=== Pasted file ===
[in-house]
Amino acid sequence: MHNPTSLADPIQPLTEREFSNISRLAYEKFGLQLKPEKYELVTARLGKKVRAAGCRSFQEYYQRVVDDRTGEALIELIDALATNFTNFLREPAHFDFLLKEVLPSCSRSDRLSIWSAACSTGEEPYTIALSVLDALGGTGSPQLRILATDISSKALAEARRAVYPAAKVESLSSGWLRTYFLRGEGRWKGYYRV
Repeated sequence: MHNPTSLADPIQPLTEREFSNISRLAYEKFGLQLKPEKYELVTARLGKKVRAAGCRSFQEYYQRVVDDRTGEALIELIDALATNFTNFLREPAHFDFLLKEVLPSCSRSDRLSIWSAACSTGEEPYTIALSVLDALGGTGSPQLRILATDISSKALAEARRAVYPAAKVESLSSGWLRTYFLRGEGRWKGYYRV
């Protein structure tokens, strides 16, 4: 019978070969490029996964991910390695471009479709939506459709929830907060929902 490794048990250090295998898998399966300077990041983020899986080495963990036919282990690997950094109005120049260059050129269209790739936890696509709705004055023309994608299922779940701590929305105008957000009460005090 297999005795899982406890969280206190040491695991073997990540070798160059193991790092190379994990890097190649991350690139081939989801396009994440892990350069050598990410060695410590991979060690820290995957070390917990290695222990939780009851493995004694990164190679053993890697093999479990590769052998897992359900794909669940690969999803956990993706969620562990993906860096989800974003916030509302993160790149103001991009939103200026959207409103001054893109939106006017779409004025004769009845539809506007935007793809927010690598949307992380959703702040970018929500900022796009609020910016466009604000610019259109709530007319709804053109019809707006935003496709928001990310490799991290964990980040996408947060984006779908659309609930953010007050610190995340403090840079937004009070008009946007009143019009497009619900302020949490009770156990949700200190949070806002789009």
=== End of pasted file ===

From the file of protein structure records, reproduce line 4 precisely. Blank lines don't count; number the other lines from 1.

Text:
């Protein structure tokens, strides 16, 4: 019978070969490029996964991910390695471009479709939506459709929830907060929902 490794048990250090295998898998399966300077990041983020899986080495963990036919282990690997950094109005120049260059050129269209790739936890696509709705004055023309994608299922779940701590929305105008957000009460005090 297999005795899982406890969280206190040491695991073997990540070798160059193991790092190379994990890097190649991350690139081939989801396009994440892990350069050598990410060695410590991979060690820290995957070390917990290695222990939780009851493995004694990164190679053993890697093999479990590769052998897992359900794909669940690969999803956990993706969620562990993906860096989800974003916030509302993160790149103001991009939103200026959207409103001054893109939106006017779409004025004769009845539809506007935007793809927010690598949307992380959703702040970018929500900022796009609020910016466009604000610019259109709530007319709804053109019809707006935003496709928001990310490799991290964990980040996408947060984006779908659309609930953010007050610190995340403090840079937004009070008009946007009143019009497009619900302020949490009770156990949700200190949070806002789009």